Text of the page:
Hammertoes can be identified by an abnormal bend in the middle joint of the toe. This abnormal bending can lead to added pressure on the toe when wearing shoes. It can also cause pain or discomfort when walking or running. Because hammertoes typically worsen over time and become increasingly more rigid, it’s recommended that you seek the help of a podiatrist for treatment options if you believe you’re experiencing the symptoms of this deformity.
Those experiencing hammertoe may also find other foot related issues that come with this condition, such as corns or calluses. Some factors that may influence your likelihood of getting hammertoe include old age, toe length, improper footwear, and genetics. Those who have diabetes or arthritis are also more likely to have foot related complications, including hammertoe.
There are risk factors that may make you more likely to develop this condition. Women are more likely to have the condition compared to men. Hammertoe is also more likely to appear in those who are older in age.
To help better prevent yourself from getting hammertoe, it’s recommended that you avoid wearing shoes that limit the room for your toes. Footwear with low heels, as well as adjustable straps or laces, can be useful when it comes to providing your feet with ample room to move. Buying shoes that fit are also important, which is why we recommend shopping at the end of the day when your feet are at their largest. This helps you avoid choosing a shoe too small for your feet.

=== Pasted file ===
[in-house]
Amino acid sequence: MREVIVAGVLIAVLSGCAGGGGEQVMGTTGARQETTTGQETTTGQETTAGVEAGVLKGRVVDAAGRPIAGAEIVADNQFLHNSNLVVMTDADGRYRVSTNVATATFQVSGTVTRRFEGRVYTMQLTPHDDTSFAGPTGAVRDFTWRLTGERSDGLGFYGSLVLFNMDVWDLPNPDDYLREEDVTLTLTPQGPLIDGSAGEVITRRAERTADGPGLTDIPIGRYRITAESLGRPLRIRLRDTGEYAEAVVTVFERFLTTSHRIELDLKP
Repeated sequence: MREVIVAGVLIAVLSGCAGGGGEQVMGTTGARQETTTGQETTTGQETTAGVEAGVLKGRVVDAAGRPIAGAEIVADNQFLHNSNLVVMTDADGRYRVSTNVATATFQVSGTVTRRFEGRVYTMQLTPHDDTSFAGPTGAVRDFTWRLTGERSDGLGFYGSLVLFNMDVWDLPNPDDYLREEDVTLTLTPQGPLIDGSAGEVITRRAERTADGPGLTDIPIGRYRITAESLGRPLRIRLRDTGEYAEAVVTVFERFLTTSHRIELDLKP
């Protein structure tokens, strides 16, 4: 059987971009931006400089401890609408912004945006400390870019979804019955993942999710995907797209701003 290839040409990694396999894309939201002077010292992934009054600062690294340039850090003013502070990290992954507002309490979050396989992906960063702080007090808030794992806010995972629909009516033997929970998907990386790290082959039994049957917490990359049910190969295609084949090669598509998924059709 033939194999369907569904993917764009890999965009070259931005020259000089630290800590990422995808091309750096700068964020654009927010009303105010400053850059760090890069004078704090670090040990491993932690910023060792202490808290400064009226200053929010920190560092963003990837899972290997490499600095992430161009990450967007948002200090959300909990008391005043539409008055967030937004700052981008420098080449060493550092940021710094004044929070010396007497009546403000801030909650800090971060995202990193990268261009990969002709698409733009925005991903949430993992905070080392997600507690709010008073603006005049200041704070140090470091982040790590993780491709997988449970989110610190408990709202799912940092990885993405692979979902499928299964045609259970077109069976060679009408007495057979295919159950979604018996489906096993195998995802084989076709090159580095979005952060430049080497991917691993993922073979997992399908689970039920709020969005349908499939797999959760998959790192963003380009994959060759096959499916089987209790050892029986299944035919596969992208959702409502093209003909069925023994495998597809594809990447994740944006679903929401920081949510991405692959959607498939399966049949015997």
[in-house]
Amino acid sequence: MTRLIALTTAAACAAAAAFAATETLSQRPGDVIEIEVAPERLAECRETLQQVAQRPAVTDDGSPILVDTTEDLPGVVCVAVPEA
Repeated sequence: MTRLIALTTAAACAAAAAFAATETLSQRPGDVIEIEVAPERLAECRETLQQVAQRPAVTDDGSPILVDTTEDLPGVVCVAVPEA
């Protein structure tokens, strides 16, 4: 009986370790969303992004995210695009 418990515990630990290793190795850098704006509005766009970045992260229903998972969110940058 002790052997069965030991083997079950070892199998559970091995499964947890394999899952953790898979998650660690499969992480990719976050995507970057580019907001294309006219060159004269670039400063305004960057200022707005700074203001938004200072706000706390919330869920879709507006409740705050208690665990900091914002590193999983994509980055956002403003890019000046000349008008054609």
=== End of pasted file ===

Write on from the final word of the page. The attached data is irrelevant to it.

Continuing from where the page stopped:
Orthotics, as well as medical pads for corns and calluses that may develop due to your hammertoe, are recommended to help relieve discomfort. Light toe exercises may also be helpful for strengthening the muscles and mobility of your toes.
To diagnose someone with hammertoe, your podiatrist will need to conduct a thorough examination of your foot. Your doctor may even order an x-ray to evaluate the bones and joints of your feet and toes.
Your podiatrist will recommend an appropriate treatment plan based on the severity of the deformity and whether it has been diagnosed as flexible or rigid. There are a variety of nonsurgical treatments that your podiatrist may use to correct the deformity, however in certain cases, surgical intervention may be necessary.